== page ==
Leaving webOS, but not the Web

While at Palm and HP, I made it my mission to evangelize HTML5 app development both inside and outside our company. The very core of the webOS value proposition was the web. In webOS, mobile websites, native and web-based apps lived together in a “zen-like” harmony.

At least, that was the theory. In my two years there, I watched webOS slip from a leader in mobile web to a distant follower. I won’t elaborate much on the internal hows and whys (frankly, I doubt I even have the full story anyway), but the simple fact was I had a dramatic drop in confidence in our ability to stay relevant. All the drama in the news didn’t help, and neither did the mighty layoff hammer which eventually swung down on myself and more than half of the remaining staff.

I’ve had a couple months to relax, decompress, and


Urgent Call to Inaction from the W3C

Rarely do I find a need to call out the W3C folks (or anyone, for that matter), but the recent post by Daniel Glazman (@glazou), co-chair of the W3C CSS working group, pushed me over the edge.

In his article, he calls for everyone to, get this, stop using -webkit in their sites. He equates webkit, now a popular engine for most new mobile browsers, to IE6. Moreover, he calls it a “threat to the open web”.


This from the group responsible for years of delays in approving standards? Remember, these are the fine folks who for the past three years have cautioned web developers from using HTML5 (a term used a bit liberally to also include new CSS3, video, local storage, web sockets and other goodies) because they’re still working on drafts for it. Take the canvas tag, a webkit mainstay since 2005, which is still a


JavaScript Library vs. App Framework

Really? There’s a fresh debate raging in the JavaScript community. The battle lines are drawn between those who like all-in-one solutions for app development, and those who prefer to assemble the pieces themselves. Really, the fight is more between those who make these things, not those who use them.

A site for the little libraries

The recent ugliness was sparked by microjs.com, a small project which aims to list some of the more useful tiny (5K or less) code libraries out in the wild.

Then the flames started spewing over Twitter. The brunt of the griping was focused on @thomasfuchs (of script.aculo.us and zepto.js fame) and @ded (ender.js and about 100 other handy things). Arguments generally centered around the size limit (5K): “that’s so arbitrary, why can’t my lib get listed too” (generally followed by much wailing and gnashing of teeth).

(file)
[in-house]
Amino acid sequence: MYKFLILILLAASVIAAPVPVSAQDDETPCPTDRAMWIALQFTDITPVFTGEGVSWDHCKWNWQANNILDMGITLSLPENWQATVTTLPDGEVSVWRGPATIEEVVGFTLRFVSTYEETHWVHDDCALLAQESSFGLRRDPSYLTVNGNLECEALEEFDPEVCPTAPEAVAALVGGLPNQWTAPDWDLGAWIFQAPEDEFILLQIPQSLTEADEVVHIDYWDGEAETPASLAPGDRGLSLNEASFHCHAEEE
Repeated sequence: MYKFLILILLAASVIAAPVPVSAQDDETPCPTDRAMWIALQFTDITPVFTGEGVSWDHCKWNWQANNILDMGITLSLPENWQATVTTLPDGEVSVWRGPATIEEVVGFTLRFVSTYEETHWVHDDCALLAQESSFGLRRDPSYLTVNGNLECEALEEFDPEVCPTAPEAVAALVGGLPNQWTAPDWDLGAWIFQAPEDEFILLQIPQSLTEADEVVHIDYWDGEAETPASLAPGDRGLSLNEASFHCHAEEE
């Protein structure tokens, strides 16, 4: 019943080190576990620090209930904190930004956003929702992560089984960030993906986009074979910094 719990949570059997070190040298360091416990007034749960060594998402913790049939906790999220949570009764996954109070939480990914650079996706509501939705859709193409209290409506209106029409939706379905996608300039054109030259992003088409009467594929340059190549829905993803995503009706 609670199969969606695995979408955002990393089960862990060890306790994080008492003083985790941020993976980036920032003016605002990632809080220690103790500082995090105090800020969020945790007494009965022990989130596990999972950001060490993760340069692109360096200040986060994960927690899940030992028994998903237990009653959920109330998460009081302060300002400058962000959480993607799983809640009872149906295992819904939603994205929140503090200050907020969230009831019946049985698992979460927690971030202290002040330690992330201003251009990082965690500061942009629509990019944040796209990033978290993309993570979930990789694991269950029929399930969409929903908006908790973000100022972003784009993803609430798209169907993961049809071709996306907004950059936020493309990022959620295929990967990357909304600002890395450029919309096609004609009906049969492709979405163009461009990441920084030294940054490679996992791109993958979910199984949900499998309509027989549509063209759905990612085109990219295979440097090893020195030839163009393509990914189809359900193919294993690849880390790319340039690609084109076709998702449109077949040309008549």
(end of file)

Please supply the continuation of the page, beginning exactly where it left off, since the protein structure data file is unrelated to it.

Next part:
Source code docs: down with javadoc, up with markdown!

Good documentation doesn’t come easy. Documenting source code is rarely something a coder likes to do. I’m just as guilty as anyone else. I know it’s a “good thing”, but my natural inclination is to code first and document later. Sometimes later comes so late that it’s a chore to get it done. I’ve been forcing myself to document as I go, and it usually works out pretty well in the end.

I’m a control freak

What’s made this process easier for me is to completely dump the notion of auto-generated documentation (I’m looking at you, javadoc, jsdoc, yuidoc, ruby-doc and the like). Instead, I favor writing the documentation for a given piece of code with markdown.

It’s a tradeoff between automation and control, and when it comes to documentation, I prefer the control.

I can start by documenting only that


Turtle Wax: LOGO-style graphics re-imagined for JavaScript and HTML5 Canvas

I was feeling nostalgic over the holidays, and extolling the virtues of one of the first languages I enjoyed as a kid: LOGO. Then I dug back into the syntax of LOGO. Compared to modern programming languages, words like “terse” and “arcane” spring to mind.

I decided I wasn’t that nostalgic after all, but I did want to bring some of the cool graphics capabilities of that venerable language to JavaScript.

Instead of making a LOGO interpreter in JavaScript (it’s been done), I made a small API to achieve turtle graphics in a more familiar setting.

Check out a couple code demos

Be sure to view source on these pages:

Spirograph inspired designs

Fractal trees translated from a LOGO example

How it works

The API attaches itself to a canvas tag, and supports chaining. I also decided to add some convenient methods for more traditional cartesian and polar coordinate systems.

More info can be found at the project